• Flanger is not huge on the “boutique” market but there are a few models, check out the Strymon Orbit or the T Rex Twister and Tonebug Chorus Flanger.
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8 thoughts on “How to use Modulation Effects Part 2: the Flanger”

  1. Just found this post. Nicely done.

    The BF-2 also sounds great for bass. IMHO, it sounds much better than the flangers Boss made specifically for basses, the BF-2B and the bass input of the BF-3.

  2. It is a quite generic question 😉 Start with a big distortion and a delay set at around 350ms, 2 or 3 repetitions and a level at 30/40%.

  3. Thank you very much for posting this. I’ve just recently inherited a BF-2 and found this article very useful. I’m using the Cure setting in your other post as my default. Cheers!

  4. Thank you for explaining all these and using video so we can hear samples. I knew some of the stuff but not all. I am using a boss gt-6 foot effects unit and I can rearrange the effects anyway I like. I also still have my vintage boss chorus pedal and my boss rv 5 reverb but they are not in my chain at present. All this is usefull as I am writing for an upcoming band debute and ep.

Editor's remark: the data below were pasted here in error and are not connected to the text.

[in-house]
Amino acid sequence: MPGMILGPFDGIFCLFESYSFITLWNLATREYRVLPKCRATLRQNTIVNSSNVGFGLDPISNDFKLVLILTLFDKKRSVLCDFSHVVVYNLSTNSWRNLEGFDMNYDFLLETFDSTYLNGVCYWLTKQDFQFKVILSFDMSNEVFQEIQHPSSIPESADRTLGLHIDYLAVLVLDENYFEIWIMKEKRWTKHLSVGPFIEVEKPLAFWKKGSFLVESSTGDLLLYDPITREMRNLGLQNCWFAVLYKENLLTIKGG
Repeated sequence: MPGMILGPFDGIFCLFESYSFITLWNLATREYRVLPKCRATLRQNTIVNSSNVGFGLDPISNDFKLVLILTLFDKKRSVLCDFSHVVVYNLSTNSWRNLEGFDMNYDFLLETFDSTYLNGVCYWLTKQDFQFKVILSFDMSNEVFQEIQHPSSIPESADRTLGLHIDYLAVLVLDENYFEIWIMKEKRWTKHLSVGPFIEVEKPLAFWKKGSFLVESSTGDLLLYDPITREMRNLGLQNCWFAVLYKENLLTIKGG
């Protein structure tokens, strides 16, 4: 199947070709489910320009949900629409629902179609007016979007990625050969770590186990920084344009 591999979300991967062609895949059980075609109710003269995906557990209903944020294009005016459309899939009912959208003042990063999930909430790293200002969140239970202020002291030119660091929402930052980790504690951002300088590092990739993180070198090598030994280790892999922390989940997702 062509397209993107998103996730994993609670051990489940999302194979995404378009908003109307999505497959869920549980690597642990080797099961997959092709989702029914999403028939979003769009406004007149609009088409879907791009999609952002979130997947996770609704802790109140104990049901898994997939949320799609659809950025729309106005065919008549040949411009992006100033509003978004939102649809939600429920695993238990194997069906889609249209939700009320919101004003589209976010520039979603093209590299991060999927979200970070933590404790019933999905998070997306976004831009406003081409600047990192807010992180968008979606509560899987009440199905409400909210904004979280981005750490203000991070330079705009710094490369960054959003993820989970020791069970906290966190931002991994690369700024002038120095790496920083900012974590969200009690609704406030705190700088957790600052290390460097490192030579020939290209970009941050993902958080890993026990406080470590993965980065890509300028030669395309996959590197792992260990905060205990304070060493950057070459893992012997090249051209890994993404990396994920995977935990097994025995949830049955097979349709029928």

5. Great demo vid. I just got an old bf2 (green label japanese) as a gift and have been toying with it through the loop as well as in front of the amp and drive pedals. Each is unique enough and cool enough that I’m gonna get a second to use through the loop. A delay can also sound very cool pre drive if you don’t use too many repeats aka early van halen.